Riding the Red Line with streets.mn

A Red Line bus boards and discharges passengers at the Mall of America Transit Station on the evening of Friday, September 8th, 2017.

A couple weeks ago, you were all invited to take a ride on the METRO Red Line. The METRO Red Line is the Twin Cities’ first bus rapid transit line. It operates between the Mall of America (where it connects to the Blue Line) and Apple Valley, stopping adjacent to an outlet mall along the way. The purpose of the ride was to explore a route most of us had never ridden before, and to offer our perspectives.

Andy Sturdevant attempts to secure his bicycle onto the onboard racks amid the crowded bus during our exploratory ride.

Eight of us, including 3 Humphrey students, joined along. When we all boarded the first time, we encountered many hurdles. One of the attendees brought a bicycle, and struggled to bring their bicycle onboard through the narrow and slow rear doors (atypical for a BRT line, by the way) and the passengers onboard, despite the theoretical ease of bicycle access. We also discovered that the reader on the rear door of our bus, which we ended up riding three times that evening, was not only placed on a horizontal orientation, but was also not working. As a result, we all had to board and pay on the front door. 

In addition to being placed in a horizontal orientation, this Go-To Card reader was also not functioning.

Shortly after, we set off towards our destination in Apple Valley. Along the way, we saw most passengers offboarding at Cedar Grove, presumably to shop at the outlet mall or to transfer to other MVTA bus routes that will take them deeper into Eagan, Burnsville, or Shakopee. Those who chose to stay along witnessed 1) the bus stop twice along the way to see it discharge and accept zero to one passenger, and 2) two digital screens above the rear door that showed rotating images (which could probably be better utilized for wayfinding).

Every Red Line bus has two screens mounted above the center door. While they normally display rotating images, these signs may be better suited for onboard transit wayfinding.

The intrepid Bill Lindeke and Andy Sturdevant interview a Red Line regular about his experience riding the bus.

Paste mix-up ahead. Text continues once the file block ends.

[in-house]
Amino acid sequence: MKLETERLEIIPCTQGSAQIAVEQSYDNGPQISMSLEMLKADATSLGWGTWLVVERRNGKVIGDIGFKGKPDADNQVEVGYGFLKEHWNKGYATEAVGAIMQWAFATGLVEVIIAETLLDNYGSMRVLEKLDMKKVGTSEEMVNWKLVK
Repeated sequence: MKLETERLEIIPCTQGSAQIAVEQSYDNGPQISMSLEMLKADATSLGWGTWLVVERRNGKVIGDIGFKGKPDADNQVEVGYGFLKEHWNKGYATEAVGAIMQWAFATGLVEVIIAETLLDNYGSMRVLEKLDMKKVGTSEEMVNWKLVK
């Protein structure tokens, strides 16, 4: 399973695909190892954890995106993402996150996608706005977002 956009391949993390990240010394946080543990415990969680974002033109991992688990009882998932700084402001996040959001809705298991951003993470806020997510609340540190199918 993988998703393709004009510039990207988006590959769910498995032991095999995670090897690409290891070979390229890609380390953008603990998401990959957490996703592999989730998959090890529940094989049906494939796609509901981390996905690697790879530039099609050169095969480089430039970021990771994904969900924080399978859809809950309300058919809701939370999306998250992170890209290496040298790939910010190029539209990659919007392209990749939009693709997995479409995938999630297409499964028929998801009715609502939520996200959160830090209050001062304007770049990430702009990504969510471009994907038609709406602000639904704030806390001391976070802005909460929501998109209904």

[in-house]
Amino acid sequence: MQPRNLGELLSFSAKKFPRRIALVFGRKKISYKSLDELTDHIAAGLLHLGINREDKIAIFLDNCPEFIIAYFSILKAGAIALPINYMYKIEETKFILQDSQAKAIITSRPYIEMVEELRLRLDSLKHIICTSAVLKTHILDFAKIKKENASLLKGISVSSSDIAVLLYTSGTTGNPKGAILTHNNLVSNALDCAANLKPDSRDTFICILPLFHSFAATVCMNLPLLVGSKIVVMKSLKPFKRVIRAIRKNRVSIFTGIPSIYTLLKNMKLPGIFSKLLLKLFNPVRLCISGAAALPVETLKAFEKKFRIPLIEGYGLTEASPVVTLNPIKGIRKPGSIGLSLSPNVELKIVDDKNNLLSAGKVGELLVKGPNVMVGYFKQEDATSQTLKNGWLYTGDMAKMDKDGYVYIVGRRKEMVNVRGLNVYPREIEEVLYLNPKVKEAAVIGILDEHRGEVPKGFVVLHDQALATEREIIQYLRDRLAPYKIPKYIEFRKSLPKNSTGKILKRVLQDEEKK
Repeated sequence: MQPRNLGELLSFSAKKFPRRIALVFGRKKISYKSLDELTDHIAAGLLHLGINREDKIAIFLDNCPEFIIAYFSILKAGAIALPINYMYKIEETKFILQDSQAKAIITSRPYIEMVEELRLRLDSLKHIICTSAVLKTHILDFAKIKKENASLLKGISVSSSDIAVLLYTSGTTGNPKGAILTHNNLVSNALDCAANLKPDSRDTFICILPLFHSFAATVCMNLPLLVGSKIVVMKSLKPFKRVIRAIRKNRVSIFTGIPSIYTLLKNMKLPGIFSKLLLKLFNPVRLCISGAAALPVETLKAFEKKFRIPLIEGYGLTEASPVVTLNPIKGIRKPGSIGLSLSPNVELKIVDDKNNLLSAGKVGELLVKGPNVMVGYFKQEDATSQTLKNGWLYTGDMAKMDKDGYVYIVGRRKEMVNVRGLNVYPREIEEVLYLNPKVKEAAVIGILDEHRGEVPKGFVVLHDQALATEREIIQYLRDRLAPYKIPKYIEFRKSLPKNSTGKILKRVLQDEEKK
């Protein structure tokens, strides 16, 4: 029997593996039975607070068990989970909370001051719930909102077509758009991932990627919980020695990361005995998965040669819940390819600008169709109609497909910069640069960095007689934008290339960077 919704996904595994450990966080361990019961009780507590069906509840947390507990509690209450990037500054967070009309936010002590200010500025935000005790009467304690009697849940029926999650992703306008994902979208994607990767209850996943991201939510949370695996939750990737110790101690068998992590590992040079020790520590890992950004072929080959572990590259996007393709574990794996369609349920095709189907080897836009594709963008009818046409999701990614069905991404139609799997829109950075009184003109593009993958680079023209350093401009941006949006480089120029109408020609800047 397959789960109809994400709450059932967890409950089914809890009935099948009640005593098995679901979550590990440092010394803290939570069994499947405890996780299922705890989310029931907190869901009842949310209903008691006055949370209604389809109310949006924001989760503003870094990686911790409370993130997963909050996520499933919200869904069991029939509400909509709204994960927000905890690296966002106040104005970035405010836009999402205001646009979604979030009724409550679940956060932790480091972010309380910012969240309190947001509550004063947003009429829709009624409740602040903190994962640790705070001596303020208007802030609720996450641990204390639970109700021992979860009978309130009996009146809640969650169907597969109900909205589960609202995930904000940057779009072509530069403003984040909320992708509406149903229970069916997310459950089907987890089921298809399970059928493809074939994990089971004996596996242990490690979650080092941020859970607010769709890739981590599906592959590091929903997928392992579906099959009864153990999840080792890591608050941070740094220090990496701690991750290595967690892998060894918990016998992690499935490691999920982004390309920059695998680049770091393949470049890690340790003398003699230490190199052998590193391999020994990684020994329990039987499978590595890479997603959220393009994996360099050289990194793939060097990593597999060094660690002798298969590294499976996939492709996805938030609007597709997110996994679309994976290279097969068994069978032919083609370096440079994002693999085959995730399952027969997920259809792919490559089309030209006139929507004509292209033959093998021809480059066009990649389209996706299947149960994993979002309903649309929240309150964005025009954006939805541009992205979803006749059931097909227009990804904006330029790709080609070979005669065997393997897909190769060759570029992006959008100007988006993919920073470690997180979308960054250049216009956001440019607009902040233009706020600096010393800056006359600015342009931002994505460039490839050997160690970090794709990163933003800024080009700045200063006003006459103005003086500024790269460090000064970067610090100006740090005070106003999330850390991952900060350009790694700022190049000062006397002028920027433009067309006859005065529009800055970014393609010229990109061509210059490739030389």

At Apple Valley, we made several observations. One asked why the stations are bigger – and have more amenities – than the ones on Hennepin in Downtown Minneapolis, for example. Another asked if all of the stations were intended to accommodate future skyways to cross the excessively wide Cedar Avenue. I wondered what the reasoning was behind putting the station doors so close to the edge of the platform (which I think is useful for safety reasons, as well as for the winter).

Some of us at Apple Valley TC observing the station and its surroundings.

All stations in Apple Valley feature doors that are placed close to the edge of the station platform, presumably for safety and weather reasons.

After exploring the Red Line, we wandered through Apple Valley to get to our dinner spot/watering hole.

After our initial ride, we wandered through a residential street, cut through an office park, and ended up at Wild Bill’s. In the midst, some of us discussed doing potential future transit joytrips, such as riding every hi-frequency segment of the hi-frequency routes in the shortest time, as well as potentially riding the newly-created midnight departure trip from Wayzata. Who’s interested in a transit joyride sometime in the near future?

Two Red Line buses meet at Cedar Grove Station, an apparently rare sight.

H. Jiahong Pan 潘嘉宏

About H. Jiahong Pan 潘嘉宏

H. Jiahong Pan 潘嘉宏 (pronouns: they/them/theirs) is a Minneapolis-based introverted freelance journalist who reports primarily on their lifelong passion: transportation issues. Find them on a bus of all types, the sidewalk, bike lane, hiking trail or perhaps the occasional carshare vehicle, camera and perhaps watercolor set or mushroom brush in tow, in your community or state or regional park regardless of season. If you can’t find them, they’re probably cooking, writing, curating an archive of wall art or brochures, playing board games, sewing or cuddling with their cat. Follow on Twitter: @h_pan3 or Instagram: @hpphmore or on Mastodon: @hpan3@newsie.social. See bylines after March 2020 in Minnesota Spokesman-Recorder, Racket, Minnesota Reformer, Next City, The Guardian, Daily Yonder and MinnPost.

5 thoughts on “Riding the Red Line with streets.mn

  1. Eric

    The A Line is more BRT than the Red Line, especially since weekday service on the Red Line was cut to every 20 minutes. Why the Red Line has on-board payment while the A Line doesn’t is beyond me, as one of the benefits of BRT is supposed to be off-board fare payment so there’s less dwell time.

    Were the bike racks on the front of the bus already occupied, or did you guys just want to test out the inside bike racks? I always just put my bike on the front of the bus because its easier.

  2. Sean Hayford OlearySean Hayford Oleary

    I actually really like the “platform screen door” design of Apple Valley Transit Station — I strongly wish they had used this design at the new on-line Cedar Grove station, and at 35W/46th St Station. Having taken the bus from 46th St, it is deafening and miserable to stand in the middle of a busy freeway. In addition to being a safety feature, I like the idea of better noise and air separation from the freeway.

    1. Justin Doescher

      One of the reasons why I decided to bike to work year round is because that station is so miserable.

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